SQlab has been making saddles since around 2004, which focus strongly on ergonomics. The saddles eschew holes to relieve pressure points, and rely instead on what they call the ‘step’. Essentially, the rear of the saddle is slightly elevated compared to the front, which focusses more weight on the ischial tuberosities (or sit bones, to you and me) and relieves pressure to the more *ahem* delicate areas. Interestingly, SQlab says that this saddle will suit men or women.
The 611 Active is, according to SQlab’s website, the ‘top of the range saddle for a dynamic riding style on the All-Mountain or Enduro bike’. It looks broadly normal, in a slightly funny way, except that the nose seems somewhat long. It’s available in a variety of widths from 13cm to 15cm in 10mm increments. In the range above this one is a carbon railed one, too.
Underneath, between the light titanium rails and the saddle itself, is a space into which a mounded elastomer is pushed. Each saddle comes with three of these in different stiffnesses; soft, medium or hard, and you pick which one to slot in based on your weight. The idea is that it mimics the action of walking in the sitbones, to a certain extent.
The body of the saddle is faux leather, with substantial kevlar reinforcement at the nose and rear. In the widest part of the saddle, there is a gentle scooped out section which according to SQlab reduces perineal pressure by up to 75% (only 60% on the 13cm wide one though, but 75% on the other two).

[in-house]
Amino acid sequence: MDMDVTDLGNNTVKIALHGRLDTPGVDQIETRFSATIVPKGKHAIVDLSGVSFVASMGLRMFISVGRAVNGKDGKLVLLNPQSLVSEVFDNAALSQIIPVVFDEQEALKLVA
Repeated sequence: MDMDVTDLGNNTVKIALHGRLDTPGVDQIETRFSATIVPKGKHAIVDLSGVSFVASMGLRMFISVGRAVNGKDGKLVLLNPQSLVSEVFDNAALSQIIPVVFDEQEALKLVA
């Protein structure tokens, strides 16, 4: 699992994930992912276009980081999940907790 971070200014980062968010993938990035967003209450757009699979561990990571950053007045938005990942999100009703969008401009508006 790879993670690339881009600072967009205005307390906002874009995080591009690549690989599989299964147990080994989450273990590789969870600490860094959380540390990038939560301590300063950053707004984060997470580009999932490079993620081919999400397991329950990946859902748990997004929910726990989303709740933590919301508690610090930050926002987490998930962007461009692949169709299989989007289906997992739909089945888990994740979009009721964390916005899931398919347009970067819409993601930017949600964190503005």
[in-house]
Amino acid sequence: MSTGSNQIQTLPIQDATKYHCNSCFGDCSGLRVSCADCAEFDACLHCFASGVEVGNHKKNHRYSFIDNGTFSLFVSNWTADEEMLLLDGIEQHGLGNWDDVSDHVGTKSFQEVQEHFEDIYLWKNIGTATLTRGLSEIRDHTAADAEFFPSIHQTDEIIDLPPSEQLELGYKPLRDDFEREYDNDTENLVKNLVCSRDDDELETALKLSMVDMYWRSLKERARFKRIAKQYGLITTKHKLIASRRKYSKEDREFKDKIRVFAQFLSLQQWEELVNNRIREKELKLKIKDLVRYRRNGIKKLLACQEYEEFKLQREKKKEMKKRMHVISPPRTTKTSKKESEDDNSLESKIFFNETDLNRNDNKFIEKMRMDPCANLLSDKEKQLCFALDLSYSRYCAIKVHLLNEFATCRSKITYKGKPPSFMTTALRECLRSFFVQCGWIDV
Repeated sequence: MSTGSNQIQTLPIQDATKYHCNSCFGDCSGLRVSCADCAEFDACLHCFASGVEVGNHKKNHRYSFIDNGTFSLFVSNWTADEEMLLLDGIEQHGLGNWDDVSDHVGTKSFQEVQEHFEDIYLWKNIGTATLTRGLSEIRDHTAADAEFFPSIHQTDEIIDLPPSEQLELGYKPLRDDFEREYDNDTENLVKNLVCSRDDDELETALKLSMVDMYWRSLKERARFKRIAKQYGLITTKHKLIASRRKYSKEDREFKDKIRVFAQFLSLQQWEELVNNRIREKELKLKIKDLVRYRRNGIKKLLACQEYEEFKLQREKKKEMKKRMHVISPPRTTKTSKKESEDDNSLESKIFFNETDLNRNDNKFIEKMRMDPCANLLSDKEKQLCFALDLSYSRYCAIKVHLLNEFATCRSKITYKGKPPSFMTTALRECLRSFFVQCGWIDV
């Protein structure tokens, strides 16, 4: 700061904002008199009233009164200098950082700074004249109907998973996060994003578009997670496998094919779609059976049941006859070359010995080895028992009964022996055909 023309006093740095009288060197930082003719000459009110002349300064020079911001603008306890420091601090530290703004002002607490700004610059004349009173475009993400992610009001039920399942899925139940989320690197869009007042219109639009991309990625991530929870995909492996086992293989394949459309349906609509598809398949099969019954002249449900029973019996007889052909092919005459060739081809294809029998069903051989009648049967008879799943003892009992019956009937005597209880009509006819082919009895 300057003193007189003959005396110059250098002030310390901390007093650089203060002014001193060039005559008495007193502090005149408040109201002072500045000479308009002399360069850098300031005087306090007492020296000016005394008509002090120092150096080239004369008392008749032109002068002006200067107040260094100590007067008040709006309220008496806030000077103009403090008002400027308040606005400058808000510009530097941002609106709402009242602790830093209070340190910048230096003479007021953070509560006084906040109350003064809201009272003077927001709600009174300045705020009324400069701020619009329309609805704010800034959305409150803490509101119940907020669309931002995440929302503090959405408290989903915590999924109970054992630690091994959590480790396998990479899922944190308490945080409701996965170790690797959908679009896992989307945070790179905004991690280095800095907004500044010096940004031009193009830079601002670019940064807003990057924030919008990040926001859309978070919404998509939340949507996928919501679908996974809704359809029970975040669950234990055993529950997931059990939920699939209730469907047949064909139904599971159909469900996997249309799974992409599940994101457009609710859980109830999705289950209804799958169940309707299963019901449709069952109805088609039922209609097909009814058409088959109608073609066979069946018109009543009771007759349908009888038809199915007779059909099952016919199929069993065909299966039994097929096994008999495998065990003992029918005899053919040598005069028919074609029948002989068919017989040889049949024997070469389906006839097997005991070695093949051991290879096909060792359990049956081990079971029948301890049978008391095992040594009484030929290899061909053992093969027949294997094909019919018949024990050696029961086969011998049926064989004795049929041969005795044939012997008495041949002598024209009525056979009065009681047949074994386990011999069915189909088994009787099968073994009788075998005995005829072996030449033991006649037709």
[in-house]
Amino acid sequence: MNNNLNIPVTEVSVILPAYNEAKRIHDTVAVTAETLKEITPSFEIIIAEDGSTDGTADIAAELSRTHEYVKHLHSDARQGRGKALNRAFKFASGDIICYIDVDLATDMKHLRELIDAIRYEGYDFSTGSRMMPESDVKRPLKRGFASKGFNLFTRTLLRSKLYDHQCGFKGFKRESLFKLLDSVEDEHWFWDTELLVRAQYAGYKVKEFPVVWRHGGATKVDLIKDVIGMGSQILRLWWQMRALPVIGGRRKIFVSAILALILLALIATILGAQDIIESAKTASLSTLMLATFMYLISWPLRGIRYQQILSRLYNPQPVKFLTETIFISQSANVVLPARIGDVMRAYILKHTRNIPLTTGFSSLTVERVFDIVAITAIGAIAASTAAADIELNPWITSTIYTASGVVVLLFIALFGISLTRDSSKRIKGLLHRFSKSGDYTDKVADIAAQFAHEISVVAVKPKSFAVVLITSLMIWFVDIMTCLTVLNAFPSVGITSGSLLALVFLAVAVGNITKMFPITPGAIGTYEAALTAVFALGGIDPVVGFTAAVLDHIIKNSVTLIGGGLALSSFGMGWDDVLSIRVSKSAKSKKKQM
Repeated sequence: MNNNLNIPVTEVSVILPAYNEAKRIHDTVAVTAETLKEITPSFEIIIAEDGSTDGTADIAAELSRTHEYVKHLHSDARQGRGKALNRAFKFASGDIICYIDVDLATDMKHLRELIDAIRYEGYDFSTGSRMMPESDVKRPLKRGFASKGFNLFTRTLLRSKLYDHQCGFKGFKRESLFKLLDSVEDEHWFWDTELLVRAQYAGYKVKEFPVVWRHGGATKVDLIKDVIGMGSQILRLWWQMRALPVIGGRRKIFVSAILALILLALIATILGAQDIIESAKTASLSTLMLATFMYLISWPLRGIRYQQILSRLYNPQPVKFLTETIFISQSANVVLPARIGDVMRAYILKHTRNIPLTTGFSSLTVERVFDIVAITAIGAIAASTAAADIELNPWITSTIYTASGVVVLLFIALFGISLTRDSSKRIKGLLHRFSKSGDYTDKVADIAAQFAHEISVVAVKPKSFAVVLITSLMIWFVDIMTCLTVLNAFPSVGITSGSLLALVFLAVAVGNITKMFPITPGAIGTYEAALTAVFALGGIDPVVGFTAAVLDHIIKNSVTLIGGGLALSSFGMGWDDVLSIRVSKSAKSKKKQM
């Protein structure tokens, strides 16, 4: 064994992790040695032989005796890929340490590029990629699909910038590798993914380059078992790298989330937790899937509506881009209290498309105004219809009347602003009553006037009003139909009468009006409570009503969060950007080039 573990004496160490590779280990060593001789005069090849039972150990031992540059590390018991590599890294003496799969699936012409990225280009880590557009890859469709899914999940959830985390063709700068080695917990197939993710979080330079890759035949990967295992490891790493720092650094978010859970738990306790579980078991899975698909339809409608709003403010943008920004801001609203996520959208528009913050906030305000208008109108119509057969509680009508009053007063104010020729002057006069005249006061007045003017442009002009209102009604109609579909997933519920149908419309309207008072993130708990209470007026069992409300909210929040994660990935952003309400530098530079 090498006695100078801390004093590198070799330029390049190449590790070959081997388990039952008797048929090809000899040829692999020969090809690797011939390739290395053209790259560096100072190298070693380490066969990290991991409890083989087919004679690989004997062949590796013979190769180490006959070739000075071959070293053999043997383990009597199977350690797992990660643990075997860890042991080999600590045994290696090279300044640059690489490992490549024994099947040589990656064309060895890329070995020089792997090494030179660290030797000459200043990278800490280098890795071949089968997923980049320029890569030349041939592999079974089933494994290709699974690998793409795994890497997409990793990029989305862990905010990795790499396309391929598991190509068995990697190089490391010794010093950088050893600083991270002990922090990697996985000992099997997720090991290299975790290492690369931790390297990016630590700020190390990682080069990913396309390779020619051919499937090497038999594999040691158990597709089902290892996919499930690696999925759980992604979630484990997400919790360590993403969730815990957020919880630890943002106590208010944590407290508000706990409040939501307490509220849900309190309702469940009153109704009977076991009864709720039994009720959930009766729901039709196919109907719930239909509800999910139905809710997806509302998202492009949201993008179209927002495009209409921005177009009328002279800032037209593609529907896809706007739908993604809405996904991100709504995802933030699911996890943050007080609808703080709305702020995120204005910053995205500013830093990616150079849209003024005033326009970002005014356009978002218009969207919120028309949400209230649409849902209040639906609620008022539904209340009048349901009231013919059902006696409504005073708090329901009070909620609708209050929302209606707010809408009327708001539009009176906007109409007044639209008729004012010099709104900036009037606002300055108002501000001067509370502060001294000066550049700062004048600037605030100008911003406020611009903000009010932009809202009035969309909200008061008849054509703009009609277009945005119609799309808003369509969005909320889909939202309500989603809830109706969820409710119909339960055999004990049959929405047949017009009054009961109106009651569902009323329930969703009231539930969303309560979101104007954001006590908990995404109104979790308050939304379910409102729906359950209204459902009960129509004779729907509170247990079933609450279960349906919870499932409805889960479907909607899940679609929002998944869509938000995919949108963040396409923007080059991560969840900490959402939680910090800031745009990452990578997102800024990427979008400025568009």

To set it up, you run the saddle more nose-down than you’d perhaps expect; the nose is still level, but the widest part of the saddle seems more elevated than perhaps is should do. But in use, it’s extremely comfortable. Climbing in the saddle, the elastomers serve to flex the saddle in synchrony with your legs, and the long nose of the saddle, whilst present, interacts with your unmentionables with a surprisingly gentle lightness of touch. That nose, too, comes into its own on more nadgery climbs; its relative length and flatness give you an assured perch to thrutch your way up things of steepness, and on descents, with the saddle dropped, the length provides a solid interaction point.
But it’s on long, draggy climbs where the design of the saddle really comes into its own, in that it’s surprisingly invisible. Nothing went numb, nothing started to ache, it’s a very comfy saddle that I’m extremely impressed with.
Overall: Slightly unusual looks are soon forgotten, this is a pricey but super-comfy saddle which should suit a wide variety of riders. Recommended.
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